Change in carers' activities after the death of their partners
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Purpose: When a person is dying and during bereavement, family members often put their lives on hold to provide full-time care. Meaningful activities may be curtailed or forgotten. This study described the activities that changed between pre- and post-caring, and what factors assisted carers to re-engage in activities 2 years following the death of their partners. Methods: A mixed methods design included a cross-sectional survey and face-to-face interviews. The study occurred in 2009 with 40 females that cared for a partner who had subsequently died of cancer 2 years previously. Engagement in community and other activities was determined through use of the Activity Card Sort–Australia and semi-structured interviews. The SF-36v2 measured physical and mental health status, and perceived social support was measured using the Multidimensional Scale of Perceived Social Support.Results: Most carers in our study were more engaged in household activities post-caring compared to their pre-caring activities, but had decreased social and leisure activities. Living as a single person meant they had taken on new roles and responsibilities. Leisure and social activities previously associated with subjective well-being and health were reduced or lost. Greater social support contributed to a higher retention of activities post-caring. Conclusions: Retention of activities could be facilitated by participation in community services, recreational groups and other support and interest groups, both during and after caring.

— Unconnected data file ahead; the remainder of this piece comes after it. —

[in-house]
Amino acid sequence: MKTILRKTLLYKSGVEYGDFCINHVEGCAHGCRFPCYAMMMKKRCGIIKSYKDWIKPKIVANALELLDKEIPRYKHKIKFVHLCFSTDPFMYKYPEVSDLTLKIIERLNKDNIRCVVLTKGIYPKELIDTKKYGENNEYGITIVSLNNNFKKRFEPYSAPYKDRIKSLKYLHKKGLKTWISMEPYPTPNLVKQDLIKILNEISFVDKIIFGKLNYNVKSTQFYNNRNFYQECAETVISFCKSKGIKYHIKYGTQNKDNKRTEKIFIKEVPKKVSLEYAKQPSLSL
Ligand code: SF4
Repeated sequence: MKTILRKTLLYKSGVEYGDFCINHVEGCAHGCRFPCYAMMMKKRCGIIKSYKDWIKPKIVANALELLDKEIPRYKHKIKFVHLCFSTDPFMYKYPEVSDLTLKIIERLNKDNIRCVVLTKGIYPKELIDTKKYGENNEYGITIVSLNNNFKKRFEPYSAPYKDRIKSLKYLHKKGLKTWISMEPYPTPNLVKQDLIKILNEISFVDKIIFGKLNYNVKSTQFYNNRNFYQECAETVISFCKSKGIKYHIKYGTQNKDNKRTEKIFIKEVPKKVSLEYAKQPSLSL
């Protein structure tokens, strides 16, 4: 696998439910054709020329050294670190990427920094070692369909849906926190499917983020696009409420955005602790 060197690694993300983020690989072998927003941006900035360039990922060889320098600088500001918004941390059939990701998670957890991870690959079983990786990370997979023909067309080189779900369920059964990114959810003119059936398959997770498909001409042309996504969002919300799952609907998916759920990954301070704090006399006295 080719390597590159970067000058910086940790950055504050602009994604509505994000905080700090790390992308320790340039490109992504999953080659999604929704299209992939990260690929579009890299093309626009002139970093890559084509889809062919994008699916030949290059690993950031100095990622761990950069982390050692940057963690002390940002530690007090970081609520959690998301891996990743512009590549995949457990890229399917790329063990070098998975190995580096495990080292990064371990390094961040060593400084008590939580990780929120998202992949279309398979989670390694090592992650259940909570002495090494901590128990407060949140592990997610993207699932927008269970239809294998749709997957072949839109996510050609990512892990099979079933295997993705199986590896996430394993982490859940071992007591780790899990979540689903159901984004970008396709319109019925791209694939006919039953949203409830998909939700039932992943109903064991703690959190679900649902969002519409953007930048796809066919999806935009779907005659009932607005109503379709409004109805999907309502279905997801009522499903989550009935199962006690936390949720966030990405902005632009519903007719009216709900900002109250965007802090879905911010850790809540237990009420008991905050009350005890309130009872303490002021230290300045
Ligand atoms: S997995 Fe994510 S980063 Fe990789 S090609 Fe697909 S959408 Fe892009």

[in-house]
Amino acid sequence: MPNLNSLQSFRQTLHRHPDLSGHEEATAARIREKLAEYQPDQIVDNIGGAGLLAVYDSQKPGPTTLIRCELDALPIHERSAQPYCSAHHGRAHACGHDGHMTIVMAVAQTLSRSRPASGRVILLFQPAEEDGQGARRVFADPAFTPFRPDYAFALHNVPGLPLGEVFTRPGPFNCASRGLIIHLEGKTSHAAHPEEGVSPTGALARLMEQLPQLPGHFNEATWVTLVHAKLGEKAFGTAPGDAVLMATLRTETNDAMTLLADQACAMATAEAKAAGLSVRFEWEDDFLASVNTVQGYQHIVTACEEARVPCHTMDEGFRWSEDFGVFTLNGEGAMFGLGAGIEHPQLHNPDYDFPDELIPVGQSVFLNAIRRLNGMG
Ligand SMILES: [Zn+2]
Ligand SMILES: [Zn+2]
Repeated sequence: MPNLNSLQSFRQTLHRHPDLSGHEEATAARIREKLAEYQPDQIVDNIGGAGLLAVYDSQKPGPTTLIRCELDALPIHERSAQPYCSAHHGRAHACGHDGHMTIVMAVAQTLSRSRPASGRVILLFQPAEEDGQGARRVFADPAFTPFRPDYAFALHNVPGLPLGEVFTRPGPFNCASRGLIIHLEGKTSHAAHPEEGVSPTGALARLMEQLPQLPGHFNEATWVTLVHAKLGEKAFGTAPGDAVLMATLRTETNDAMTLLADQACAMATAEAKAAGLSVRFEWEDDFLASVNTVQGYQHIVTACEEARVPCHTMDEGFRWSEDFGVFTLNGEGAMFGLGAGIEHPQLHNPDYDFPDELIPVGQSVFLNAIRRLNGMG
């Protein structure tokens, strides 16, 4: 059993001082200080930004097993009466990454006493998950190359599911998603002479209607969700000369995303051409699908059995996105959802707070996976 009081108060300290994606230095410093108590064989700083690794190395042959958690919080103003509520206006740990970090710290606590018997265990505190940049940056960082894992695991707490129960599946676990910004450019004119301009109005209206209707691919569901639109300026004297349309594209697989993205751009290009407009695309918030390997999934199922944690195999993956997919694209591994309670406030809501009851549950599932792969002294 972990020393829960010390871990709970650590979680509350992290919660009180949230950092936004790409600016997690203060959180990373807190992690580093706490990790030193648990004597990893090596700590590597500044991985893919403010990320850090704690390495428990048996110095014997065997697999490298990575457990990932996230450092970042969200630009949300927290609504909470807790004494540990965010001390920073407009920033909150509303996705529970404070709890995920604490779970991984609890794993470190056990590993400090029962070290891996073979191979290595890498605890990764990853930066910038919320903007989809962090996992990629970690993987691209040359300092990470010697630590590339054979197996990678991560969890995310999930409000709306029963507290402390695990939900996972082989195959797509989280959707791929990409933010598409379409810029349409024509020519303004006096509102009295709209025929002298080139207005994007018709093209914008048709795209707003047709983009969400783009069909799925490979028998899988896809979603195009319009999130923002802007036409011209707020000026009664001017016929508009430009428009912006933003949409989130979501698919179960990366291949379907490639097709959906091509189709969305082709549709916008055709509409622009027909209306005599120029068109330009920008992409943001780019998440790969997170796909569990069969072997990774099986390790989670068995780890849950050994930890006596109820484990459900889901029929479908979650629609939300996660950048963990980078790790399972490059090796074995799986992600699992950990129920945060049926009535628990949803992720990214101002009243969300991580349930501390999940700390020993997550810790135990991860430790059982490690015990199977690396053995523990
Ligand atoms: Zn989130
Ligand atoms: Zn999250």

The final publication is available at Springer via http://doi.org/10.1007/s00520-013-2014-1
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